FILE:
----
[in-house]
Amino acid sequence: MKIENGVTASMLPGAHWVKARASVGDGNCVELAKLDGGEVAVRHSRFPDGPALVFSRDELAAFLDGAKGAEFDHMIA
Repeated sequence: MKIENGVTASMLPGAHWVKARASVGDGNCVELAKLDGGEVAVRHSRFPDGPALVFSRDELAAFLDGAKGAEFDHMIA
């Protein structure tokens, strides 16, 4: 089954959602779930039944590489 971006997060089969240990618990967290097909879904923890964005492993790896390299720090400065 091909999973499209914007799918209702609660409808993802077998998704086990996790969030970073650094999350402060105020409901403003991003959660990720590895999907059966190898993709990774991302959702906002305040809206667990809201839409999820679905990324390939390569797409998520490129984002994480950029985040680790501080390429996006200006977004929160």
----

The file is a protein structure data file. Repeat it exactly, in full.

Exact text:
[in-house]
Amino acid sequence: MKIENGVTASMLPGAHWVKARASVGDGNCVELAKLDGGEVAVRHSRFPDGPALVFSRDELAAFLDGAKGAEFDHMIA
Repeated sequence: MKIENGVTASMLPGAHWVKARASVGDGNCVELAKLDGGEVAVRHSRFPDGPALVFSRDELAAFLDGAKGAEFDHMIA
């Protein structure tokens, strides 16, 4: 089954959602779930039944590489 971006997060089969240990618990967290097909879904923890964005492993790896390299720090400065 091909999973499209914007799918209702609660409808993802077998998704086990996790969030970073650094999350402060105020409901403003991003959660990720590895999907059966190898993709990774991302959702906002305040809206667990809201839409999820679905990324390939390569797409998520490129984002994480950029985040680790501080390429996006200006977004929160």